If you have more than one student loan at the time you graduate, you will want to consolidate them all into a single monthly payment.  The single payment will be more manageable for you.  There is a grace period after you graduate before you start making payments, usually around 6 months.  During those 6 months you are expected to get a job and start settling in to your new life.  Not everyone gets a job during that grace period, but the rules are the same. 

When you were in high school, you most likely started looking at colleges and scholarships in your junior year.  You were being proactive and a planner.  The same should be done before you graduate college.  You should be looking around for your target employer and finding out what the hiring requirements are.  You need to check out at least 5 potential employers and visit their websites often to learn as much about the companies as possible.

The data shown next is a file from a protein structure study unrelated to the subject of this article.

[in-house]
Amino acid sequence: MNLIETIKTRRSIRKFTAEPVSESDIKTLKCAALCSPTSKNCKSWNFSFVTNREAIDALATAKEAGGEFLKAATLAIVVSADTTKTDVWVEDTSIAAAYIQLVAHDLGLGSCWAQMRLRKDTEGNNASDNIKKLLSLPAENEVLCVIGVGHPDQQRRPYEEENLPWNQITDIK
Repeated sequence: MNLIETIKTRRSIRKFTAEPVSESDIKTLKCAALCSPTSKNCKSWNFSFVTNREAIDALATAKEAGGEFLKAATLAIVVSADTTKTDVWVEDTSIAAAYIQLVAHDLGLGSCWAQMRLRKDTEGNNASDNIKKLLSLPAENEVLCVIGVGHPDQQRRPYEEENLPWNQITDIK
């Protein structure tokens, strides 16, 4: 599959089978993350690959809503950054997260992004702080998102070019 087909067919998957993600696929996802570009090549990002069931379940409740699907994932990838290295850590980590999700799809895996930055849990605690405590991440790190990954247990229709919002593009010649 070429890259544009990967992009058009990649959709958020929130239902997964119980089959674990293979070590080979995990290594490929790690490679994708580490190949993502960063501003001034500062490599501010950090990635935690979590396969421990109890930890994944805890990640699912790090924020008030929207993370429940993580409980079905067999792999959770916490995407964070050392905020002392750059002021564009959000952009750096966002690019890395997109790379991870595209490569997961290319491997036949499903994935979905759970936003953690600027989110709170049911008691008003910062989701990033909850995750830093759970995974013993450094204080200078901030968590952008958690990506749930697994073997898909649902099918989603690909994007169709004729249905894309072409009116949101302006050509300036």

Your college may already have an agreement with employers to provide internships to college seniors.  Discuss these with your college guidance office so you know what employment options are available to you now.  Make your plan.

 
8. Saving/ Investing

You remember the monthly leftover Bonus money from your budget?  Your bank offers savings accounts.  These are accounts that you contribute money into and receive a small interest payment each month in return.  These accounts are a good tool to help you start saving money for various reasons.  You may need to save money for a down payment on a car, a new house, or an upcoming trip.